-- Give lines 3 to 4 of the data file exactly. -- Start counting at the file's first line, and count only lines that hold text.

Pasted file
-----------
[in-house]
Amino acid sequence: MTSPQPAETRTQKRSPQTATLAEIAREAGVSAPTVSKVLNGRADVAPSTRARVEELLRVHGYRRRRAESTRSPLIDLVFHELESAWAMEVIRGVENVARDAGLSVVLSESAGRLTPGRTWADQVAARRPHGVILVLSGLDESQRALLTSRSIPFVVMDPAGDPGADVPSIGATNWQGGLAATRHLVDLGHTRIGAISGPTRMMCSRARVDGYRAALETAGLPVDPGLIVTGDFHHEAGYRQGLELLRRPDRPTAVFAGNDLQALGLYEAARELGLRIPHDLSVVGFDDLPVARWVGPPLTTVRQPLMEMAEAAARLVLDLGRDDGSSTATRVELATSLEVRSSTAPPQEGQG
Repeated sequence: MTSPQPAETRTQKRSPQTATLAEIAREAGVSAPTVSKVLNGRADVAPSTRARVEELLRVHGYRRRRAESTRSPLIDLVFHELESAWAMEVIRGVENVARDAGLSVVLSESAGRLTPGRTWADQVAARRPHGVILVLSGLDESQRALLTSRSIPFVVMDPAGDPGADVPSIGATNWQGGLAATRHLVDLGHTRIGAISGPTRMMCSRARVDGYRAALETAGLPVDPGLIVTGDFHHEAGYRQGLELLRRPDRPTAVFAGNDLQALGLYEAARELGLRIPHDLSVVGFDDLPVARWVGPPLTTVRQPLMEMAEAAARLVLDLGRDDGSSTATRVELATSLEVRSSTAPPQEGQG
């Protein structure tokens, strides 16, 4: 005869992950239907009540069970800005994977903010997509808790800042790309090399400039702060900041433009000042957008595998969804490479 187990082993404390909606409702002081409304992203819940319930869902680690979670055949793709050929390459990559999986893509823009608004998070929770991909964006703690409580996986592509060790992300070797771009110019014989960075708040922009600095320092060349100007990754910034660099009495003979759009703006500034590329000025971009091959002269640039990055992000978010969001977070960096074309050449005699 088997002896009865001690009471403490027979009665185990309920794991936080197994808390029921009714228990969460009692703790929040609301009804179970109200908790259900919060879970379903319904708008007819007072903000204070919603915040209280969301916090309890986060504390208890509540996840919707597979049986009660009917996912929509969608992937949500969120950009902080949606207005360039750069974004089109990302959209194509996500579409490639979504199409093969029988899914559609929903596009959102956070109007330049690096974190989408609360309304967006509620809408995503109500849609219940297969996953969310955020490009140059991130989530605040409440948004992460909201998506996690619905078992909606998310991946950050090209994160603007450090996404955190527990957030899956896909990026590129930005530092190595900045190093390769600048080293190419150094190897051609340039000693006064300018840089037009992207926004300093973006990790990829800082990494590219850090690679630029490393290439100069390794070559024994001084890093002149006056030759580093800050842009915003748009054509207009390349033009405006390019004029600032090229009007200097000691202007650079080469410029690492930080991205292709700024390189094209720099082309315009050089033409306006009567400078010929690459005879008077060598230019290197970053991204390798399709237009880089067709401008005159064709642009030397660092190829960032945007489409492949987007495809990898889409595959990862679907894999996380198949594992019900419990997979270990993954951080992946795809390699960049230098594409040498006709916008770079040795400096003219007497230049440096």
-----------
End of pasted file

Repeated sequence: MTSPQPAETRTQKRSPQTATLAEIAREAGVSAPTVSKVLNGRADVAPSTRARVEELLRVHGYRRRRAESTRSPLIDLVFHELESAWAMEVIRGVENVARDAGLSVVLSESAGRLTPGRTWADQVAARRPHGVILVLSGLDESQRALLTSRSIPFVVMDPAGDPGADVPSIGATNWQGGLAATRHLVDLGHTRIGAISGPTRMMCSRARVDGYRAALETAGLPVDPGLIVTGDFHHEAGYRQGLELLRRPDRPTAVFAGNDLQALGLYEAARELGLRIPHDLSVVGFDDLPVARWVGPPLTTVRQPLMEMAEAAARLVLDLGRDDGSSTATRVELATSLEVRSSTAPPQEGQG
């Protein structure tokens, strides 16, 4: 005869992950239907009540069970800005994977903010997509808790800042790309090399400039702060900041433009000042957008595998969804490479 187990082993404390909606409702002081409304992203819940319930869902680690979670055949793709050929390459990559999986893509823009608004998070929770991909964006703690409580996986592509060790992300070797771009110019014989960075708040922009600095320092060349100007990754910034660099009495003979759009703006500034590329000025971009091959002269640039990055992000978010969001977070960096074309050449005699 088997002896009865001690009471403490027979009665185990309920794991936080197994808390029921009714228990969460009692703790929040609301009804179970109200908790259900919060879970379903319904708008007819007072903000204070919603915040209280969301916090309890986060504390208890509540996840919707597979049986009660009917996912929509969608992937949500969120950009902080949606207005360039750069974004089109990302959209194509996500579409490639979504199409093969029988899914559609929903596009959102956070109007330049690096974190989408609360309304967006509620809408995503109500849609219940297969996953969310955020490009140059991130989530605040409440948004992460909201998506996690619905078992909606998310991946950050090209994160603007450090996404955190527990957030899956896909990026590129930005530092190595900045190093390769600048080293190419150094190897051609340039000693006064300018840089037009992207926004300093973006990790990829800082990494590219850090690679630029490393290439100069390794070559024994001084890093002149006056030759580093800050842009915003748009054509207009390349033009405006390019004029600032090229009007200097000691202007650079080469410029690492930080991205292709700024390189094209720099082309315009050089033409306006009567400078010929690459005879008077060598230019290197970053991204390798399709237009880089067709401008005159064709642009030397660092190829960032945007489409492949987007495809990898889409595959990862679907894999996380198949594992019900419990997979270990993954951080992946795809390699960049230098594409040498006709916008770079040795400096003219007497230049440096």